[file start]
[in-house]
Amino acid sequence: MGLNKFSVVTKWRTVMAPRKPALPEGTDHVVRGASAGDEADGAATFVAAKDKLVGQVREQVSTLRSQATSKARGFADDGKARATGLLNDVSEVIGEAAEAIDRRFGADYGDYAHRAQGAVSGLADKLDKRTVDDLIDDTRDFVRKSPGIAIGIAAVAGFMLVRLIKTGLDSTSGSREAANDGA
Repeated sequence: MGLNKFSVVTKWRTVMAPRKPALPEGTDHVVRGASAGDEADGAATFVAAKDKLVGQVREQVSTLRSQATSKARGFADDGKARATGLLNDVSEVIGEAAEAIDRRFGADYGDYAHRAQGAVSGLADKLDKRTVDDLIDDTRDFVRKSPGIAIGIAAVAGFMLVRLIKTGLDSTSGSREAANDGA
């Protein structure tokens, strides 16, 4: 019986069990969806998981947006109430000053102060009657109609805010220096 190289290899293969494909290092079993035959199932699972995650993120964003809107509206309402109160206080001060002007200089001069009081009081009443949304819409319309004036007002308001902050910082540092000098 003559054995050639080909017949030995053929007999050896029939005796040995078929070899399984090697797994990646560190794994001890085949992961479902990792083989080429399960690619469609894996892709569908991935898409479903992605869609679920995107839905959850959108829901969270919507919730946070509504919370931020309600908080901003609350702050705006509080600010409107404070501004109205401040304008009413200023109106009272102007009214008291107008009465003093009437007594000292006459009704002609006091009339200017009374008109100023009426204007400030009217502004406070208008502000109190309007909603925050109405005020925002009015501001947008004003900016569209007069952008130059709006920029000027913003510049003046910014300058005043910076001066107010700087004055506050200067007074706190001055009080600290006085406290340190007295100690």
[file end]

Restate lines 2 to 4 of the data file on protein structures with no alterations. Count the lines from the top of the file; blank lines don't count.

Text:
Amino acid sequence: MGLNKFSVVTKWRTVMAPRKPALPEGTDHVVRGASAGDEADGAATFVAAKDKLVGQVREQVSTLRSQATSKARGFADDGKARATGLLNDVSEVIGEAAEAIDRRFGADYGDYAHRAQGAVSGLADKLDKRTVDDLIDDTRDFVRKSPGIAIGIAAVAGFMLVRLIKTGLDSTSGSREAANDGA
Repeated sequence: MGLNKFSVVTKWRTVMAPRKPALPEGTDHVVRGASAGDEADGAATFVAAKDKLVGQVREQVSTLRSQATSKARGFADDGKARATGLLNDVSEVIGEAAEAIDRRFGADYGDYAHRAQGAVSGLADKLDKRTVDDLIDDTRDFVRKSPGIAIGIAAVAGFMLVRLIKTGLDSTSGSREAANDGA
């Protein structure tokens, strides 16, 4: 019986069990969806998981947006109430000053102060009657109609805010220096 190289290899293969494909290092079993035959199932699972995650993120964003809107509206309402109160206080001060002007200089001069009081009081009443949304819409319309004036007002308001902050910082540092000098 003559054995050639080909017949030995053929007999050896029939005796040995078929070899399984090697797994990646560190794994001890085949992961479902990792083989080429399960690619469609894996892709569908991935898409479903992605869609679920995107839905959850959108829901969270919507919730946070509504919370931020309600908080901003609350702050705006509080600010409107404070501004109205401040304008009413200023109106009272102007009214008291107008009465003093009437007594000292006459009704002609006091009339200017009374008109100023009426204007400030009217502004406070208008502000109190309007909603925050109405005020925002009015501001947008004003900016569209007069952008130059709006920029000027913003510049003046910014300058005043910076001066107010700087004055506050200067007074706190001055009080600290006085406290340190007295100690």